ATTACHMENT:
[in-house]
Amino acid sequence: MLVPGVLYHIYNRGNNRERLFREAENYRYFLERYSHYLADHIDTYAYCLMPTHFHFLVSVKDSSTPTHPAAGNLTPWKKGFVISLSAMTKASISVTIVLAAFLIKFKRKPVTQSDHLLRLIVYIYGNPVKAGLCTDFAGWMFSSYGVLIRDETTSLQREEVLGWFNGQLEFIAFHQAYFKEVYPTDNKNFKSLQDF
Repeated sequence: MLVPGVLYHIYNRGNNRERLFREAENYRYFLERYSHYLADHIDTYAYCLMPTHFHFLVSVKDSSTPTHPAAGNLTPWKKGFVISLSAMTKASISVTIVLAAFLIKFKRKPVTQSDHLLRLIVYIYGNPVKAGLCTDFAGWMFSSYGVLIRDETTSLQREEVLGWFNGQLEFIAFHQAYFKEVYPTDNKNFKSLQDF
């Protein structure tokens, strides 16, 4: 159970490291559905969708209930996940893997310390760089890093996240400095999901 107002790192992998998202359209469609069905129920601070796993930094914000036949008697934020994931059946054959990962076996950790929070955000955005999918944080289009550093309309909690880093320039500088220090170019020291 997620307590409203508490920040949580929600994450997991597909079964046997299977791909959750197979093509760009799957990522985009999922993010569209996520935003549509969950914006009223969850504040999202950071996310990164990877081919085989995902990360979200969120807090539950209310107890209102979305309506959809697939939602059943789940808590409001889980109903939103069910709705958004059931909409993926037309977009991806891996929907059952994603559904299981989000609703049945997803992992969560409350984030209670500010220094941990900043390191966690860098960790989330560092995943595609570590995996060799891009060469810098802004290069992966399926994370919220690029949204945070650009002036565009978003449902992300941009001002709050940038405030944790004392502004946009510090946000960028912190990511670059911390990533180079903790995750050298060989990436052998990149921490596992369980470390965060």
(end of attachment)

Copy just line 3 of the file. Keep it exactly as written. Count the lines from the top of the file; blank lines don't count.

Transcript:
Repeated sequence: MLVPGVLYHIYNRGNNRERLFREAENYRYFLERYSHYLADHIDTYAYCLMPTHFHFLVSVKDSSTPTHPAAGNLTPWKKGFVISLSAMTKASISVTIVLAAFLIKFKRKPVTQSDHLLRLIVYIYGNPVKAGLCTDFAGWMFSSYGVLIRDETTSLQREEVLGWFNGQLEFIAFHQAYFKEVYPTDNKNFKSLQDF